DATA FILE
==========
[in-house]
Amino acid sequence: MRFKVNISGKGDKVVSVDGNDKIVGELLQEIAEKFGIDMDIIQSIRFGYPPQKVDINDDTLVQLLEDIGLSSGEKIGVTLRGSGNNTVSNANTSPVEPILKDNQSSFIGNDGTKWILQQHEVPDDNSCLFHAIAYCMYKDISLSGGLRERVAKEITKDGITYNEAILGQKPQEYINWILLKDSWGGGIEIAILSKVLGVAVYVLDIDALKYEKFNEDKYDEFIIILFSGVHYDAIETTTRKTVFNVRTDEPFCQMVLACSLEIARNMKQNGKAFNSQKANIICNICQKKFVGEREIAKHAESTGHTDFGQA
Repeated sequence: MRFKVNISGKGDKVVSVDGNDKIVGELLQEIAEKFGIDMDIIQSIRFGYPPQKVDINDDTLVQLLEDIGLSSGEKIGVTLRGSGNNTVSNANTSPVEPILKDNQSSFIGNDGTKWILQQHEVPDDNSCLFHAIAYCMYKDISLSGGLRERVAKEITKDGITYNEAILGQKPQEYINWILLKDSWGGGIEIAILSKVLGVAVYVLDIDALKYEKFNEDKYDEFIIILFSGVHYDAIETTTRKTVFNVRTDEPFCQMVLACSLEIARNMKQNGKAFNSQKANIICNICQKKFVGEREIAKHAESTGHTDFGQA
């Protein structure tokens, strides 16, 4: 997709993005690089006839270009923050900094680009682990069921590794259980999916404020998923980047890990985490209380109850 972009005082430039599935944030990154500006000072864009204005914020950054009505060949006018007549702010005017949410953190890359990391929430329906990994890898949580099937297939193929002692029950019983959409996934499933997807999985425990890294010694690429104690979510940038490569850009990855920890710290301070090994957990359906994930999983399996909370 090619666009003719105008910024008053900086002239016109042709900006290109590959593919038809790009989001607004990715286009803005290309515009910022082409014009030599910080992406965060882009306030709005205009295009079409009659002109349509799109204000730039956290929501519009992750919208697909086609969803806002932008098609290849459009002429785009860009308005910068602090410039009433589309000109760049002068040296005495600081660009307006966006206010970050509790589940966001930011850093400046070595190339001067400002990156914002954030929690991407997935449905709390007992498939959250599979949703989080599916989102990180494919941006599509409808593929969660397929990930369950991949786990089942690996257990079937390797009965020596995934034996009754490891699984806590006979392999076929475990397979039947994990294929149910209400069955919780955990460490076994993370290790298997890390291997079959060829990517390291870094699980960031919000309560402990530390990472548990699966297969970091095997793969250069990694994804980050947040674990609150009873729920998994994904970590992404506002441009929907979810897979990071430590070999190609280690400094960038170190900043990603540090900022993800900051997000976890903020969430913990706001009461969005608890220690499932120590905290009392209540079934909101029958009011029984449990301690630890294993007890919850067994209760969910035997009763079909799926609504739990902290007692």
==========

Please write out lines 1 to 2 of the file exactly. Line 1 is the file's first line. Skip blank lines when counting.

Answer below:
[in-house]
Amino acid sequence: MRFKVNISGKGDKVVSVDGNDKIVGELLQEIAEKFGIDMDIIQSIRFGYPPQKVDINDDTLVQLLEDIGLSSGEKIGVTLRGSGNNTVSNANTSPVEPILKDNQSSFIGNDGTKWILQQHEVPDDNSCLFHAIAYCMYKDISLSGGLRERVAKEITKDGITYNEAILGQKPQEYINWILLKDSWGGGIEIAILSKVLGVAVYVLDIDALKYEKFNEDKYDEFIIILFSGVHYDAIETTTRKTVFNVRTDEPFCQMVLACSLEIARNMKQNGKAFNSQKANIICNICQKKFVGEREIAKHAESTGHTDFGQA